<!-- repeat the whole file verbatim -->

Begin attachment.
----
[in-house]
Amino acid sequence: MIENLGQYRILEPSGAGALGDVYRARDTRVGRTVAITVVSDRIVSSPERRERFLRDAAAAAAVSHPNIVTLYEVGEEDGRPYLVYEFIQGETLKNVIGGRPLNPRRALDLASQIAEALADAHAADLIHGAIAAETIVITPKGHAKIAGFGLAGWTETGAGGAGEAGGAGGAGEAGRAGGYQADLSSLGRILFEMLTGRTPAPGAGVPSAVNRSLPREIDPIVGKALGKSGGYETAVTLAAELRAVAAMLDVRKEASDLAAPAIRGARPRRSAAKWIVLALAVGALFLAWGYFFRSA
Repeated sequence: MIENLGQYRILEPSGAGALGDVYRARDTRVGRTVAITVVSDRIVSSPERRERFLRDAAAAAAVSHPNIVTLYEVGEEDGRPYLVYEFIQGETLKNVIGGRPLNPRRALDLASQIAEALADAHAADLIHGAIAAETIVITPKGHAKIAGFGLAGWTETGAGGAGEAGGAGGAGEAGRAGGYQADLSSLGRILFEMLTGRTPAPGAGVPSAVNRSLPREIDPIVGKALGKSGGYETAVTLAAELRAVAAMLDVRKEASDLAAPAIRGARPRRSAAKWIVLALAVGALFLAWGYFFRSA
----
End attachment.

[in-house]
Amino acid sequence: MIENLGQYRILEPSGAGALGDVYRARDTRVGRTVAITVVSDRIVSSPERRERFLRDAAAAAAVSHPNIVTLYEVGEEDGRPYLVYEFIQGETLKNVIGGRPLNPRRALDLASQIAEALADAHAADLIHGAIAAETIVITPKGHAKIAGFGLAGWTETGAGGAGEAGGAGGAGEAGRAGGYQADLSSLGRILFEMLTGRTPAPGAGVPSAVNRSLPREIDPIVGKALGKSGGYETAVTLAAELRAVAAMLDVRKEASDLAAPAIRGARPRRSAAKWIVLALAVGALFLAWGYFFRSA
Repeated sequence: MIENLGQYRILEPSGAGALGDVYRARDTRVGRTVAITVVSDRIVSSPERRERFLRDAAAAAAVSHPNIVTLYEVGEEDGRPYLVYEFIQGETLKNVIGGRPLNPRRALDLASQIAEALADAHAADLIHGAIAAETIVITPKGHAKIAGFGLAGWTETGAGGAGEAGGAGGAGEAGRAGGYQADLSSLGRILFEMLTGRTPAPGAGVPSAVNRSLPREIDPIVGKALGKSGGYETAVTLAAELRAVAAMLDVRKEASDLAAPAIRGARPRRSAAKWIVLALAVGALFLAWGYFFRSA